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The Wisconsin State Patrol was dispatched Friday to find a Democratic state senator who fled the Capitol to delay the near-certain passage of a bill to end a half-century of collective bargaining rights for public workers, a measure that's attracted thousands of protesters for four days.
With Democrats saying they won't return before Saturday, it was unclear when the Senate would be able to begin debating Gov. Scott Walker's measure meant to ease the state's budget woes. Democrats who disappeared Thursday at first kept their whereabouts secret, then started to emerge to give interviews and fan the protests.
Senate Republicans convened briefly Friday morning to renew a call to find the Democrats, then recessed. Senate Majority Leader Scott Fitzgerald, R-Juneau, told reporters he has asked the governor to send two state troopers to Senate Democratic Minority Leader Mark Miller's suburban Madison home. He said he believes Miller may be there -- he did not elaborate on why he thought that -- and Walker agreed to dispatch the officers.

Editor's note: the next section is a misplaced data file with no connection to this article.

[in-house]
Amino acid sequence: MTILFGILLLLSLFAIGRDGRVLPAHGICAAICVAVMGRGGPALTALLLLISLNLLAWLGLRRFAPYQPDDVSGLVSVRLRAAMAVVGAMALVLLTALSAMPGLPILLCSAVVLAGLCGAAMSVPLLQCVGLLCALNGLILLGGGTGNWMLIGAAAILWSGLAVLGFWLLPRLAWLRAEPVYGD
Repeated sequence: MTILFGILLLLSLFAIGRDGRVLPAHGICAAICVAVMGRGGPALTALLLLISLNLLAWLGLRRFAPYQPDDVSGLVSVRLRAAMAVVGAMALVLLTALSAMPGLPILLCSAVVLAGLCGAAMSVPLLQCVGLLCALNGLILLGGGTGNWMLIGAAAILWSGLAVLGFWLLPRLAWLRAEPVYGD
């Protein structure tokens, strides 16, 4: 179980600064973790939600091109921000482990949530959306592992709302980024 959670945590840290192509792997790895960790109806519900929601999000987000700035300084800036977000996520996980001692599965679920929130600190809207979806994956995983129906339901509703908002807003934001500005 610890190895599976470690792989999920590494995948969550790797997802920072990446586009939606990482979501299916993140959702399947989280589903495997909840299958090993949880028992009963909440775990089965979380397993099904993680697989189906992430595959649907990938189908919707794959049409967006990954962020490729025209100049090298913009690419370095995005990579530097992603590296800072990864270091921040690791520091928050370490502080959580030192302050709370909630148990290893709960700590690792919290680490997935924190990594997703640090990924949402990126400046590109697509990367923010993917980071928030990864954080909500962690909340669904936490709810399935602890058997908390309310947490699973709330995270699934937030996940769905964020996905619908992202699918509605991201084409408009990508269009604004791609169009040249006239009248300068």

Early Friday, an Associated Press reporter went to Miller's home in Monona, but no one answered the door. In an interview on ABC's "Good Morning America," Miller said the Democrats "had left the state so we were out of reach of the Wisconsin State Patrol."
The Wisconsin Constitution prohibits police from arresting state lawmakers while the Legislature is in session, except in cases of felonies, breaches of the peace or treason. Fitzgerald said he's not looking to have Miller arrested, but he wants to send a signal about how serious things are becoming in the Capitol.
Fitzgerald said he spoke with Miller by phone late Thursday night and asked him to bring his caucus back to Madison for a vote on Friday morning, but Miller refused. Meanwhile, the protests are growing so large that Capitol workers and lawmakers' staff cannot safely move through the halls, he said.
The situation has become "a powder keg," he said.
"I'm starting to hold Sen. Miller responsible for this," Fitzgerald said. "He shut down democracy."